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would be able to fl ip the switch,” Roedel said. “When the home was energized, she placed her hand on her mouth in a ges- ture of amazement. She was speechless. Grandmother


receives power before


granddaughter—that was the most power- ful moment I witnessed.”


It was stories like this that convinced Pinkley and Cooksey to go. Their desire to make a difference and to give of them- selves for someone else to enjoy power for the fi rst time was much bigger than the inconvenience of leaving their com- fort zones. They were ready.


The Dark Journey to Light Prior to leaving, the 15 linemen had met about the “do’s and don’ts” for the trip. The Electric Cooperatives of Arkansas’ Safety and Loss Control Manager Doug Evans led the project. ERMCO, a local manufacturer of transformers, donated ma- terials and funds to assist with the project and Bibb Engineering donated engineering services. The equipment and supplies had already been shipped to the villages prior to the linemen’s arrival. Ozarks Electric Cooperative employees and co-op employ- ees from across Arkansas donated 1,000 pairs of shoes, hundreds of eyeglasses, Bibles, funds and other items to the villag- ers—these supplies were also shipped in advance.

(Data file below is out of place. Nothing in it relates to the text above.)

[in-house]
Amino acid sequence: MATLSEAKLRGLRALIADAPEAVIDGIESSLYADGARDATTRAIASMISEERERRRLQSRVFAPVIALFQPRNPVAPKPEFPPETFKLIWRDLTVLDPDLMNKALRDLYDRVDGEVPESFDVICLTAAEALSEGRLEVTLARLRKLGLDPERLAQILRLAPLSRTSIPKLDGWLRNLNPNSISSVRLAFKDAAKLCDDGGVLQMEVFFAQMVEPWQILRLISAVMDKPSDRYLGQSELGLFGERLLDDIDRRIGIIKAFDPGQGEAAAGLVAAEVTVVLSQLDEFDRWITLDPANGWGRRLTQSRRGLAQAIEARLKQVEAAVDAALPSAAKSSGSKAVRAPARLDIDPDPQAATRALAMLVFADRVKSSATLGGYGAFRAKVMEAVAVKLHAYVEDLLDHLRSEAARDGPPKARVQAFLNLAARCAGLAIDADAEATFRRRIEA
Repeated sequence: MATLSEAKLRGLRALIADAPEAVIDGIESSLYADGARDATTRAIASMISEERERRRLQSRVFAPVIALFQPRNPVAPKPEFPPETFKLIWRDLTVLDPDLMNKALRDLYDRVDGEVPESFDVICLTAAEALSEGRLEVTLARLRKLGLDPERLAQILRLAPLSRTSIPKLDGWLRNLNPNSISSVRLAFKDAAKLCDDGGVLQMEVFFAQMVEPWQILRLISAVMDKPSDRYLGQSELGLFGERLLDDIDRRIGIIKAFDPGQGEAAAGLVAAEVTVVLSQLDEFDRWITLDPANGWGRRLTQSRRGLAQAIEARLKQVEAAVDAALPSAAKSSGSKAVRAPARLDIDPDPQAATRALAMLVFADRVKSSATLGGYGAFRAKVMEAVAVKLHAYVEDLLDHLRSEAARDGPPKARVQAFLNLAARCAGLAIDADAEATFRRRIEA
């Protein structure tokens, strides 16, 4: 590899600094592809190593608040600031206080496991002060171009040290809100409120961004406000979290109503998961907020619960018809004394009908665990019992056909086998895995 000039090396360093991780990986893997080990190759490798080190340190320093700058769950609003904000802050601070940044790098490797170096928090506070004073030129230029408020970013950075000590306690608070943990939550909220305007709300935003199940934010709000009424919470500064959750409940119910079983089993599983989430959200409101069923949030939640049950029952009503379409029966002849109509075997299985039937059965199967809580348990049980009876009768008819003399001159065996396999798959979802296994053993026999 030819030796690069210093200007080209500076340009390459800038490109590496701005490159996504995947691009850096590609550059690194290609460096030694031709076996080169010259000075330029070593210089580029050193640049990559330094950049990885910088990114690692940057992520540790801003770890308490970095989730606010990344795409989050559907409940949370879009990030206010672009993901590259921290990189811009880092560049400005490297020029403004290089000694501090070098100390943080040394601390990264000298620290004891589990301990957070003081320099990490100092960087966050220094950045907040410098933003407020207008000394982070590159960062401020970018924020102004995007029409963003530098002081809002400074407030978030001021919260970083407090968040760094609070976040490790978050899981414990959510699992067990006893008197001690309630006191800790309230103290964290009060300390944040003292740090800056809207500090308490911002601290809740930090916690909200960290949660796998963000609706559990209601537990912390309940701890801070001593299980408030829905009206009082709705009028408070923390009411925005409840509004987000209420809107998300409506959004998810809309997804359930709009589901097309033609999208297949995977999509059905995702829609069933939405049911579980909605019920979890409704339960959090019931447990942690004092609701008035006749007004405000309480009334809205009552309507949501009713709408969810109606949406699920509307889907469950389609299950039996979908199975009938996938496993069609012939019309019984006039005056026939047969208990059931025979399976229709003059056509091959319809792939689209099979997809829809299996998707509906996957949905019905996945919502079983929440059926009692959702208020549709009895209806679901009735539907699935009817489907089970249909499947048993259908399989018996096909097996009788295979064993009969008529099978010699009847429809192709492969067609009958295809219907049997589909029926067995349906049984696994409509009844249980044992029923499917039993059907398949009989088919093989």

Pinkley and Cooksey took off from Little


Rock, Ark., to Houston, Texas, and then to Guatemala City; together, the fl ights took almost an entire day. Once they landed, the linemen rode a town bus and loaded their gear on top of the bus. Pinkley said they traveled for about six hours and stopped at a road- side motel when it got dark. “It was nothing fancy. We did not have TV, but we had lights and a shower,” he said of the begin- ning of their journey. The next day the linemen rode a bus all day. The bus went up to a small town until it got dark. From there, the linemen met with some villagers and loaded their gear on Toyota trucks so they could drive to their fi nal destination.


“It was very dark and you did not know where you were. It got so black it was like there was noth- ing; you couldn’t see anything,” Pinkley said. “We arrived at a small schoolhouse where we would be sleeping and we had to use the headlights on our hard hats to get our cots out.” At fi rst light, the linemen gathered for a tailgate meeting. They met some of the local villagers who would be helping them through their three-week period there. The mission: bring power to two vil- lages by energizing 36 poles. Local villagers, who the linemen fondly called “Sherpas,” had already


Top: Local villagers were very grateful for receiving electricity. Bottom: Local men helped the linemen with non-technical tasks. Courtesy photos


placed 17 poles. The local men were volunteers who had signed up to help with any non-technical and laborious tasks. Pinkley and Cooksey said they were impressed with the Sherpas’ dedication, orga- nization and teamwork. On the fi rst day, their goal was to bring light to